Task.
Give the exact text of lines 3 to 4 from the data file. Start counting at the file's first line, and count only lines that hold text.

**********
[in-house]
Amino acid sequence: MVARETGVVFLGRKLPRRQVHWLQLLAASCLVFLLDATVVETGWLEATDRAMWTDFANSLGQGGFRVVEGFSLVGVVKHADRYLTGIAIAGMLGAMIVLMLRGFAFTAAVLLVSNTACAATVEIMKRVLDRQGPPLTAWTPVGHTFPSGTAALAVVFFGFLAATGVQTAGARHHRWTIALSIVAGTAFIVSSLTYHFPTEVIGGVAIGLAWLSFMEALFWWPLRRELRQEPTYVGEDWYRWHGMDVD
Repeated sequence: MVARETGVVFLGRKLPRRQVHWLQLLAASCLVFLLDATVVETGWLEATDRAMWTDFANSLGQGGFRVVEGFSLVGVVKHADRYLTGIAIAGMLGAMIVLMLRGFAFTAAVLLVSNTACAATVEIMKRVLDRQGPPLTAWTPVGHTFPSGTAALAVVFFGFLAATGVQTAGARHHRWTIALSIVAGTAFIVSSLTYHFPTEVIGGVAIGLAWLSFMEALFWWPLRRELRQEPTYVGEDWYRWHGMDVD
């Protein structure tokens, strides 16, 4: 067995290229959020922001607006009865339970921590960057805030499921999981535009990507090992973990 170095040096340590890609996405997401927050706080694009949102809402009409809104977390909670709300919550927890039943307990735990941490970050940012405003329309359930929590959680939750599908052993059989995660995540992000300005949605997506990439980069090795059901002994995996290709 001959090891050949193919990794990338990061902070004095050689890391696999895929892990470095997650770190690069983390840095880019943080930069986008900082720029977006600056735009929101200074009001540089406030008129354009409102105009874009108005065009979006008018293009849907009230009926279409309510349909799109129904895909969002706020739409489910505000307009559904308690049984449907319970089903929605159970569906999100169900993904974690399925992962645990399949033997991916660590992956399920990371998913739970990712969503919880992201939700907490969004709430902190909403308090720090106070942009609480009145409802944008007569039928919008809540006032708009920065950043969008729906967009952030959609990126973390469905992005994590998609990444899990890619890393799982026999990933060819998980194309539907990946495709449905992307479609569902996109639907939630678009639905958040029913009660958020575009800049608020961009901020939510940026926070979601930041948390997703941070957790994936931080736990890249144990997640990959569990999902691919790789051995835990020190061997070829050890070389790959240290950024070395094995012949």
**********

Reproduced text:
Repeated sequence: MVARETGVVFLGRKLPRRQVHWLQLLAASCLVFLLDATVVETGWLEATDRAMWTDFANSLGQGGFRVVEGFSLVGVVKHADRYLTGIAIAGMLGAMIVLMLRGFAFTAAVLLVSNTACAATVEIMKRVLDRQGPPLTAWTPVGHTFPSGTAALAVVFFGFLAATGVQTAGARHHRWTIALSIVAGTAFIVSSLTYHFPTEVIGGVAIGLAWLSFMEALFWWPLRRELRQEPTYVGEDWYRWHGMDVD
């Protein structure tokens, strides 16, 4: 067995290229959020922001607006009865339970921590960057805030499921999981535009990507090992973990 170095040096340590890609996405997401927050706080694009949102809402009409809104977390909670709300919550927890039943307990735990941490970050940012405003329309359930929590959680939750599908052993059989995660995540992000300005949605997506990439980069090795059901002994995996290709 001959090891050949193919990794990338990061902070004095050689890391696999895929892990470095997650770190690069983390840095880019943080930069986008900082720029977006600056735009929101200074009001540089406030008129354009409102105009874009108005065009979006008018293009849907009230009926279409309510349909799109129904895909969002706020739409489910505000307009559904308690049984449907319970089903929605159970569906999100169900993904974690399925992962645990399949033997991916660590992956399920990371998913739970990712969503919880992201939700907490969004709430902190909403308090720090106070942009609480009145409802944008007569039928919008809540006032708009920065950043969008729906967009952030959609990126973390469905992005994590998609990444899990890619890393799982026999990933060819998980194309539907990946495709449905992307479609569902996109639907939630678009639905958040029913009660958020575009800049608020961009901020939510940026926070979601930041948390997703941070957790994936931080736990890249144990997640990959569990999902691919790789051995835990020190061997070829050890070389790959240290950024070395094995012949």